A Kaikōura woman is asking the council to urgently reconsider the idea of creating a Māori ward.
Former Kaikōura District councillor Celeste Harnett raised the issue in the public forum at the council’s February meeting, in the wake of the recent law change on Māori representation.
“Currently even with a strengthened iwi-partner relationship… council still does not have an elected member who is able to competently represent the Māori perspective and who is fully mandated by a majority of Māori voters,” Harnett said.
Councils can set up Māori wards without consulting their communities after the Local Electoral Māori Wards and Māori Constituencies Bill was passed by Parliament last month.
The Kaikōura council voted to create a Māori ward in 2018, but the move was defeated when 86 percent of the community opposed it in a poll forced by a small number of electors.
The new Bill has removed that right of public veto, which was seen as discriminatory because it did not apply to any other ward decisions councils could make.
Harnett, who is of Tainui ancestry, said the 2018 poll had been disheartening for Māori but voters had been influenced at the time by intensive publicity from the Hobson’s Pledge lobby group.
“It was the first time people had been presented with the idea of a Māori ward; they needed time to think about it, and they were hit with this barrage of misleading information.
“There were mailouts and lots of scaremongering and we councillors were advised by local government not to advocate for our position because that would be seen as influencing the voters – it was very difficult.”
Kaikōura council deserved credit for striving to strengthen its relationship with Māori since then, building closer ties with manawhenua and creating a jointly-fund Māori liaison staff position, Harnett said.
“I’m optimistic that community views will have changed since that poll, especially if people can be better informed about Māori wards.”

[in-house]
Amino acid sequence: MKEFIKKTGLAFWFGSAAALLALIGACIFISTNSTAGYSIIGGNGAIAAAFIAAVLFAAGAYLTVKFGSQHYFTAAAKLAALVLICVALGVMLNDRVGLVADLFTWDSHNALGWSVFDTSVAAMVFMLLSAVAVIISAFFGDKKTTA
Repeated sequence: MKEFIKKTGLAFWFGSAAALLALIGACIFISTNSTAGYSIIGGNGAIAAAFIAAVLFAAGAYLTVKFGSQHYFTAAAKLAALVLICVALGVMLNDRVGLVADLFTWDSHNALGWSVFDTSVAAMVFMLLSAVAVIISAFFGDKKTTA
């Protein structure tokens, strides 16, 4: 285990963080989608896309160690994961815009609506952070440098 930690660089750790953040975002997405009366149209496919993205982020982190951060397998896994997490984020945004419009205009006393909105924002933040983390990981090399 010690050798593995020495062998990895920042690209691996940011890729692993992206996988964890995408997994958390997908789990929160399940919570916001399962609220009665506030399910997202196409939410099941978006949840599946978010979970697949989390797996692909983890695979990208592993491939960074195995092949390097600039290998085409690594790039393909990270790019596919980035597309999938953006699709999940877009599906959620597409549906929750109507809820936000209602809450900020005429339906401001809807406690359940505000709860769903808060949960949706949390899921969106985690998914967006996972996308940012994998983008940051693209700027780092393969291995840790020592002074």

One common misconception was that only Māori could stand for election in a Māori ward, and that the elected member was there solely to advocate for Māori.
“You have to be on the Māori electoral roll to vote in the ward, but anyone can stand – Māori or Pākehā.
“You will bring a Māori perspective to the council table but like every other councillor you still have to act in the best interests of the whole community – not just one section of it,” Harnett said.
The government has given councils until 21 May to decide if they want to set up a Māori ward in time for local government elections next year.
The Kaikōura council would need to put the issue on its agenda for this month if it wanted to meet the deadline, Harnett said.
“That would give councillors a bit of time to talk to the community about it and seek some feedback – I am hoping they do.”
The Kaikōura earthquake had woken the council up to the segregation that still existed between Māori and Pākehā communities and it had since made good progress in breaching that gap, Harnett said.
“Having an elected Māori member at the council table is the natural next step in that progress. We should take this opportunity, not sweep it under the carpet.”
Missing the May deadline for a resolution would mean the council would have to wait another four years before it could revisit the issue of Māori representation, Harnett said.
Local Democracy Reporting